Sundays when he looked down from the pulpit at aged faces, at tired
eyes, heads turned to hear him better, and when his hand was afterwards
shaken at the door, he sensed the hope that had flickered into life
during the service: in all that was promised, in psalm and gospel, in
his own interpretations, the end was not an end.
by Shawn A. Miller
a BBC radio interview in which William Trevor was explaining the
aesthetic richness of hopeless love affairs, the celebrated short story
writer was confronted with a question masquerading as a statement.
"Happiness is boring," interviewer John Tusa said.
"Yes it is," Trevor replied.
course, is wrong about this, though his latest collection of stories, Cheating at Canasta,
shows the strength of the Irish-born writer's convictions. A smear of
color here and there, however, would have helped animate a rather
lifeless, torporous literary trudge.
in Cheating at Canasta
consist, roughly and in this order, of the following: A mechanic runs
over the daughter of a dissolute single mother (The Dressmaker’s Child);
a couple engages in a hopeless love affair in which the "the best that
love could do was not enough" (The
Room); an alcoholic revisits his childhood parish priest
demanding money to keep quiet about his having been molested (Men of Ireland); an
English widower returns to a restaurant in Italy in memory of his dead
wife (Cheating at Canasta);
a young man is beaten to death after leaving a nightclub (Bravado); a
15-year-old girl is nearly abducted by a sex predator (An Afternoon); an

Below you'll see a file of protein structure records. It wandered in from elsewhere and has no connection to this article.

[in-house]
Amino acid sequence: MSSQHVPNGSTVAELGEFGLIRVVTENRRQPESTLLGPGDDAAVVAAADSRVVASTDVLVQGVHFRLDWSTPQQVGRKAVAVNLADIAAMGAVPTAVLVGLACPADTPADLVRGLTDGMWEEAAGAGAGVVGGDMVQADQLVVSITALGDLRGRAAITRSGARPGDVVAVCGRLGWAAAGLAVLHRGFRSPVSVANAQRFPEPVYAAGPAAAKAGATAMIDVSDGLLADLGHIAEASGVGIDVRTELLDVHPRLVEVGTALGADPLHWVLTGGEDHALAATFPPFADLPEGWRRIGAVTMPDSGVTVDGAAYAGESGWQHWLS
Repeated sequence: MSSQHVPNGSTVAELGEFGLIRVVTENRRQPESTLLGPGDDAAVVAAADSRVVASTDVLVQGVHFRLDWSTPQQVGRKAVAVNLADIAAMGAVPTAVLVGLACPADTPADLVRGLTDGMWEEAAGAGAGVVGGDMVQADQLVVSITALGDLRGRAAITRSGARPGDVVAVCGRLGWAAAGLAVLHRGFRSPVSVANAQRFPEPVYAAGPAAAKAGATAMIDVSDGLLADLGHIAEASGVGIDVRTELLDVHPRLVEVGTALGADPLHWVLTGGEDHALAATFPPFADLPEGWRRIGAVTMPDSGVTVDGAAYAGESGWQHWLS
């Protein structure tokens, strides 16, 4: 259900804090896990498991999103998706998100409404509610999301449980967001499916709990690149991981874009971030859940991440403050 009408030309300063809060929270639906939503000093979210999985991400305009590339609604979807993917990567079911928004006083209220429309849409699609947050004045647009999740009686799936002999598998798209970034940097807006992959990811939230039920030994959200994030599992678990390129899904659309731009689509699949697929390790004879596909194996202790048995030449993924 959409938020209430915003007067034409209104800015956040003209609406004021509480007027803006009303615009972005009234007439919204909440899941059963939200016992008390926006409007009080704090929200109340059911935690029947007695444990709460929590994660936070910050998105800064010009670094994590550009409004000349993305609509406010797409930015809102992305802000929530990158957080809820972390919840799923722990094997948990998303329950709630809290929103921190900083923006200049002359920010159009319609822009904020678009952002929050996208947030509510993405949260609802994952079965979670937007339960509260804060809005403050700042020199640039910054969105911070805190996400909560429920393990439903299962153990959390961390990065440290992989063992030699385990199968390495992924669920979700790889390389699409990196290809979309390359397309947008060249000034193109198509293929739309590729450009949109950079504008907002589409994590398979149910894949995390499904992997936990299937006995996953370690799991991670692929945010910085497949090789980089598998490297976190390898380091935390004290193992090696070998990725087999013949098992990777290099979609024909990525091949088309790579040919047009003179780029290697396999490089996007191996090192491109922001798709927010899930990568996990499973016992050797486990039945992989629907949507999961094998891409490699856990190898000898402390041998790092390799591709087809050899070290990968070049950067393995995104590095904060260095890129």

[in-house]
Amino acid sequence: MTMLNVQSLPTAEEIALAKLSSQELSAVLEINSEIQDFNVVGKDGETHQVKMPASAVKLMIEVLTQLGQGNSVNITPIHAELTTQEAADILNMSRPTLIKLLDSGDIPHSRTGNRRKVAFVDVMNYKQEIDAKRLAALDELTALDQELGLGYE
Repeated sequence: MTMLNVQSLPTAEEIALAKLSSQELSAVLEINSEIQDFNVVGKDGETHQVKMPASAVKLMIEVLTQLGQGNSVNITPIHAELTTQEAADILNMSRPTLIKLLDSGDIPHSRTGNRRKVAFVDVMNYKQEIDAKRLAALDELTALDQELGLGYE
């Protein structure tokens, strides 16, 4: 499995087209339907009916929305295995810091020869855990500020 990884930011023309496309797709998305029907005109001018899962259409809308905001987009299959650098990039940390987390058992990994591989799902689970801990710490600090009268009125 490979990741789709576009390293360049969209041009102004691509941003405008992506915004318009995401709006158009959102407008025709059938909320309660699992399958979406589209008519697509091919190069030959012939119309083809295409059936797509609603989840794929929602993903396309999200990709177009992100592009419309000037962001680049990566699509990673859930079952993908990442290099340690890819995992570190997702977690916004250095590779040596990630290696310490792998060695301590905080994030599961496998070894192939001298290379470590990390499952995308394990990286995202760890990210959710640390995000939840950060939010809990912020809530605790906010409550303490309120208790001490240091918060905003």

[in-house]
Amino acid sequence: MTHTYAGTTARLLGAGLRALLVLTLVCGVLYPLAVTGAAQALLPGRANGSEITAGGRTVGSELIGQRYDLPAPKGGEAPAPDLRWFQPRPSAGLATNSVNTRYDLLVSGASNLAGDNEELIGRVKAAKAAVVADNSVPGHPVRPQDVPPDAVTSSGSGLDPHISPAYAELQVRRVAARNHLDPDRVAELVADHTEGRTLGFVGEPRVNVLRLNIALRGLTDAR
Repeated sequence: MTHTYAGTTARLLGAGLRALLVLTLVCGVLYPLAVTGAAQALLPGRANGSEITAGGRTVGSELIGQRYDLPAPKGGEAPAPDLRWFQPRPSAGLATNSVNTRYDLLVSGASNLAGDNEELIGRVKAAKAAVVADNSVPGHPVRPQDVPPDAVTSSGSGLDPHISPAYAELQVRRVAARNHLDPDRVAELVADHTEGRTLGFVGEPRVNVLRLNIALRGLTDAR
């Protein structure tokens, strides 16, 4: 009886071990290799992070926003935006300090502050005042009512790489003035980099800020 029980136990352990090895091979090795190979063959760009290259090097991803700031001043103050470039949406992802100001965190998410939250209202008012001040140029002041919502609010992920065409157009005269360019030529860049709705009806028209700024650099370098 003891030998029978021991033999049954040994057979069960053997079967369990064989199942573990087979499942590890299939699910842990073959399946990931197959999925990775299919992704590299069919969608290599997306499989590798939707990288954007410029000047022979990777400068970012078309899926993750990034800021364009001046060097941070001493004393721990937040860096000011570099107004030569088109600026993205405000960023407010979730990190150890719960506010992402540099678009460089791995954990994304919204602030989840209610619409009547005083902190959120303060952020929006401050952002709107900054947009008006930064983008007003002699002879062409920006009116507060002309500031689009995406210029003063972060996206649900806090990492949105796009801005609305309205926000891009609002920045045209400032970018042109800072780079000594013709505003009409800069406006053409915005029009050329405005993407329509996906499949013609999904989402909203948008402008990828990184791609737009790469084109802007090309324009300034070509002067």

old woman withdraws in darkness after her husband dies and her sons
sell the family farm to a golf course developer (At Olivehill); a
man is abandoned by his girlfriend who eventually comes back, at which
point he decides he doesn’t want her anyway (A Perfect Relationship);
a widower and a woman whose husband has left her get married, which
makes their children from the previous relationships unhappy (The Children); a
long-married man has lunch for the last time with a woman with whom he
had an affair (Old Flame);
a brother watches as his sister succumbs to a protracted, terminal
a man meets a friend he long thought was dead, which reminds him of the
time the two set a lame dog adrift at sea guaranteeing its death (Folie a Deux).
all this, is a lovely writer, inappropriate as the word may be. His
prose can be a pleasure, as when he writes,
with misfortune; she took no credit for it
forgiven what she couldn’t help, doing so as natural to him
as scorn and prickliness were in her
Her bare, pale
legs were like twigs stripped of their bark.
a skill for dropping readers immediately into the flow of a story at
the outset, revealing the richness of his fictional world vividly and
It is quite possible that a black humor is at work in Cheating at Canasta
that I’m not properly attuned to. But whatever the
book’s virtues, it felt simply bleak, not richly melancholic.
And that is a not inconsiderable difference.
A. Miller is
the founder/editor of
Criticalcompendium.com and a member of the National Book Critics
Circle. He lives in Northern California.
Publisher: Viking Adult
bio: Irish-born William
Trevor began his artistic
life a wood sculptor. In 1960, at the age of 32, Trevor joined a London
advertising agency at which point he began to write seriously. He
composed the novel The Old Boys - the first of 13 - entirely on company
time. Trevor has also penned 12 short story collections, two novellas,
a play, a children’s book and two works of nonfiction. Despite his
varied output, Trevor considers himself “a short story writer who also
writes the occasional novel, not the other way around.” Washington Post
book critic Michael Dirda has called Trevor “the best short story
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